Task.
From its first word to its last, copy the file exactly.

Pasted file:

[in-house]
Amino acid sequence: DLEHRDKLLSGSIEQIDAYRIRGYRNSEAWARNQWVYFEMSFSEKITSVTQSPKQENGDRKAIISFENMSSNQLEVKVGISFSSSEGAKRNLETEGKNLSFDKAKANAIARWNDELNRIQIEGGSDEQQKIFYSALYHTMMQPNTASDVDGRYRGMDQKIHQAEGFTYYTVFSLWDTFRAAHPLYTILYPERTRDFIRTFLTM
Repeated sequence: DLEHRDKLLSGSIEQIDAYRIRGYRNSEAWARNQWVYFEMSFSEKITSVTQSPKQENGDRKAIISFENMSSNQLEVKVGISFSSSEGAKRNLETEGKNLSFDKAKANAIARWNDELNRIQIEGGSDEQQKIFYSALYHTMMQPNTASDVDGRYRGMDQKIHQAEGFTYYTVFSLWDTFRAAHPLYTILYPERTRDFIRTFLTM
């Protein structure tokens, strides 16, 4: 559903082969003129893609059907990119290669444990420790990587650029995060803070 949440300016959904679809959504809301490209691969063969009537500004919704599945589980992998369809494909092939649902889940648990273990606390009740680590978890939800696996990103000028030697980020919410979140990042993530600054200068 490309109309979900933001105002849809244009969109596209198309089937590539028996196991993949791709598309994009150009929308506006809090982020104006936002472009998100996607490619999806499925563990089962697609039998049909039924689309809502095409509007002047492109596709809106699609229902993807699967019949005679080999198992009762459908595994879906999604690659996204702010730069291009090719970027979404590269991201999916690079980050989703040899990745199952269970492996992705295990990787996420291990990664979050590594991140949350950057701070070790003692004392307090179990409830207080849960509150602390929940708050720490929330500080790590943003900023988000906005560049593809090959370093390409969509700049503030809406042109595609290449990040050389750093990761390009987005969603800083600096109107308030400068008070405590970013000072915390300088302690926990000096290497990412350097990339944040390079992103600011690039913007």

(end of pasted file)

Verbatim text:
[in-house]
Amino acid sequence: DLEHRDKLLSGSIEQIDAYRIRGYRNSEAWARNQWVYFEMSFSEKITSVTQSPKQENGDRKAIISFENMSSNQLEVKVGISFSSSEGAKRNLETEGKNLSFDKAKANAIARWNDELNRIQIEGGSDEQQKIFYSALYHTMMQPNTASDVDGRYRGMDQKIHQAEGFTYYTVFSLWDTFRAAHPLYTILYPERTRDFIRTFLTM
Repeated sequence: DLEHRDKLLSGSIEQIDAYRIRGYRNSEAWARNQWVYFEMSFSEKITSVTQSPKQENGDRKAIISFENMSSNQLEVKVGISFSSSEGAKRNLETEGKNLSFDKAKANAIARWNDELNRIQIEGGSDEQQKIFYSALYHTMMQPNTASDVDGRYRGMDQKIHQAEGFTYYTVFSLWDTFRAAHPLYTILYPERTRDFIRTFLTM
């Protein structure tokens, strides 16, 4: 559903082969003129893609059907990119290669444990420790990587650029995060803070 949440300016959904679809959504809301490209691969063969009537500004919704599945589980992998369809494909092939649902889940648990273990606390009740680590978890939800696996990103000028030697980020919410979140990042993530600054200068 490309109309979900933001105002849809244009969109596209198309089937590539028996196991993949791709598309994009150009929308506006809090982020104006936002472009998100996607490619999806499925563990089962697609039998049909039924689309809502095409509007002047492109596709809106699609229902993807699967019949005679080999198992009762459908595994879906999604690659996204702010730069291009090719970027979404590269991201999916690079980050989703040899990745199952269970492996992705295990990787996420291990990664979050590594991140949350950057701070070790003692004392307090179990409830207080849960509150602390929940708050720490929330500080790590943003900023988000906005560049593809090959370093390409969509700049503030809406042109595609290449990040050389750093990761390009987005969603800083600096109107308030400068008070405590970013000072915390300088302690926990000096290497990412350097990339944040390079992103600011690039913007």